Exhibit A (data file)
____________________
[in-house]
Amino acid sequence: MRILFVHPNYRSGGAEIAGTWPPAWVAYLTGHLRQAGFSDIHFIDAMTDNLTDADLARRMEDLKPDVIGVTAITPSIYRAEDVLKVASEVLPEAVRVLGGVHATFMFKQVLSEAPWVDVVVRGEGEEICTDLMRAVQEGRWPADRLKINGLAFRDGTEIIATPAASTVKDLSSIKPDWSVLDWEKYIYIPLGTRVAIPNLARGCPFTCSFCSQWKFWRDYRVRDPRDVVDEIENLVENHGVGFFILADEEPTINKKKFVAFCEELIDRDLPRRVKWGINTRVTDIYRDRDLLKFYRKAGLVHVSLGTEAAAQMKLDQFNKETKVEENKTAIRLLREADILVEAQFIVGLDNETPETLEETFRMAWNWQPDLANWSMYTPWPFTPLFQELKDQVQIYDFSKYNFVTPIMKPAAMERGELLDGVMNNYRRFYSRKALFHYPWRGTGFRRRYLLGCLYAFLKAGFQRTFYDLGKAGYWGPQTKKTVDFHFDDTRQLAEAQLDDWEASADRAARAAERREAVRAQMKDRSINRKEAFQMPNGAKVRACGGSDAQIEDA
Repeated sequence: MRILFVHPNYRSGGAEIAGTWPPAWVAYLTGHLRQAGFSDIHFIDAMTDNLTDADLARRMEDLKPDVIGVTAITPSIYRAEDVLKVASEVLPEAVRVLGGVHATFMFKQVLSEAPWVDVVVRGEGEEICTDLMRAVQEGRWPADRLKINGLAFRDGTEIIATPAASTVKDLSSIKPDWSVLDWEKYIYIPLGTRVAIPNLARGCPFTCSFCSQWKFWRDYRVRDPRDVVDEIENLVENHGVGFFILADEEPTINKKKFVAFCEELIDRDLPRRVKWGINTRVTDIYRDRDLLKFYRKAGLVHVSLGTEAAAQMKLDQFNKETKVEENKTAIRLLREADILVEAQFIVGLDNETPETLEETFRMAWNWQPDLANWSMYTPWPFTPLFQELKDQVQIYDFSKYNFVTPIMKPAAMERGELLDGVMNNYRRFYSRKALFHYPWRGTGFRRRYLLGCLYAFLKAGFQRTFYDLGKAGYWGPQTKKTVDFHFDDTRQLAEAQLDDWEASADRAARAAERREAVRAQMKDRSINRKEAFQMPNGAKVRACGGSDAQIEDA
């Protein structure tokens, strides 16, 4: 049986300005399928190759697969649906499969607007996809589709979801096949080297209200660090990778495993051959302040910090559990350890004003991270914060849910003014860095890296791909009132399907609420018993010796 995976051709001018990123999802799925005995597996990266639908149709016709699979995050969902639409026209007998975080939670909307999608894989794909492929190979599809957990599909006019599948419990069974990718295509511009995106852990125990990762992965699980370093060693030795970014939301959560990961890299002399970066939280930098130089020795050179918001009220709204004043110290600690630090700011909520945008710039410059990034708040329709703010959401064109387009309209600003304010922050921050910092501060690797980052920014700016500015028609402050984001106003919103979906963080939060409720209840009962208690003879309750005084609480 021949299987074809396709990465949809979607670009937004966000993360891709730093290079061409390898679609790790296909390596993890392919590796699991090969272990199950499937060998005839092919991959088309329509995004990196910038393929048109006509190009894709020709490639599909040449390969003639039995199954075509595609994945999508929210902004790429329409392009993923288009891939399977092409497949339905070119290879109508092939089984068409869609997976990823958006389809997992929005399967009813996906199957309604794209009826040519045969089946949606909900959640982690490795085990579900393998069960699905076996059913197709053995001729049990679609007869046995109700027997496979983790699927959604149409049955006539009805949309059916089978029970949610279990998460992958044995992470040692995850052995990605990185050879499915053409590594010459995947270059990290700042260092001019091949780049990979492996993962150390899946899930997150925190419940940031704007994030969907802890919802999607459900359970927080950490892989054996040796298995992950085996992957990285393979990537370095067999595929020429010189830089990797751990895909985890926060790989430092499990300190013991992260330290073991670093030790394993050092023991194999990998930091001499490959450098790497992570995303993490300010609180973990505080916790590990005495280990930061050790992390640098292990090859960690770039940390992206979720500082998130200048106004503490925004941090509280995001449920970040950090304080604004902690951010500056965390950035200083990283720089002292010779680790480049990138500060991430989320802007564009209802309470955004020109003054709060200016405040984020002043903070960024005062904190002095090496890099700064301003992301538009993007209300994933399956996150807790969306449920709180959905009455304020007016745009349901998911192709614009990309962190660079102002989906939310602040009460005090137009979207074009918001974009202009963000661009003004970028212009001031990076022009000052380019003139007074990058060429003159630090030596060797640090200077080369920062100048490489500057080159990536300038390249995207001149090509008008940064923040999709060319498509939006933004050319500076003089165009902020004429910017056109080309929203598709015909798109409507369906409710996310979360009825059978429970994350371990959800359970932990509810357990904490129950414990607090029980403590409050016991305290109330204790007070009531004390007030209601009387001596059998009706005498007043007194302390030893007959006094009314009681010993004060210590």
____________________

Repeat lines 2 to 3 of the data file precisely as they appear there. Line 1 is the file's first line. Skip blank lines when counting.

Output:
Amino acid sequence: MRILFVHPNYRSGGAEIAGTWPPAWVAYLTGHLRQAGFSDIHFIDAMTDNLTDADLARRMEDLKPDVIGVTAITPSIYRAEDVLKVASEVLPEAVRVLGGVHATFMFKQVLSEAPWVDVVVRGEGEEICTDLMRAVQEGRWPADRLKINGLAFRDGTEIIATPAASTVKDLSSIKPDWSVLDWEKYIYIPLGTRVAIPNLARGCPFTCSFCSQWKFWRDYRVRDPRDVVDEIENLVENHGVGFFILADEEPTINKKKFVAFCEELIDRDLPRRVKWGINTRVTDIYRDRDLLKFYRKAGLVHVSLGTEAAAQMKLDQFNKETKVEENKTAIRLLREADILVEAQFIVGLDNETPETLEETFRMAWNWQPDLANWSMYTPWPFTPLFQELKDQVQIYDFSKYNFVTPIMKPAAMERGELLDGVMNNYRRFYSRKALFHYPWRGTGFRRRYLLGCLYAFLKAGFQRTFYDLGKAGYWGPQTKKTVDFHFDDTRQLAEAQLDDWEASADRAARAAERREAVRAQMKDRSINRKEAFQMPNGAKVRACGGSDAQIEDA
Repeated sequence: MRILFVHPNYRSGGAEIAGTWPPAWVAYLTGHLRQAGFSDIHFIDAMTDNLTDADLARRMEDLKPDVIGVTAITPSIYRAEDVLKVASEVLPEAVRVLGGVHATFMFKQVLSEAPWVDVVVRGEGEEICTDLMRAVQEGRWPADRLKINGLAFRDGTEIIATPAASTVKDLSSIKPDWSVLDWEKYIYIPLGTRVAIPNLARGCPFTCSFCSQWKFWRDYRVRDPRDVVDEIENLVENHGVGFFILADEEPTINKKKFVAFCEELIDRDLPRRVKWGINTRVTDIYRDRDLLKFYRKAGLVHVSLGTEAAAQMKLDQFNKETKVEENKTAIRLLREADILVEAQFIVGLDNETPETLEETFRMAWNWQPDLANWSMYTPWPFTPLFQELKDQVQIYDFSKYNFVTPIMKPAAMERGELLDGVMNNYRRFYSRKALFHYPWRGTGFRRRYLLGCLYAFLKAGFQRTFYDLGKAGYWGPQTKKTVDFHFDDTRQLAEAQLDDWEASADRAARAAERREAVRAQMKDRSINRKEAFQMPNGAKVRACGGSDAQIEDA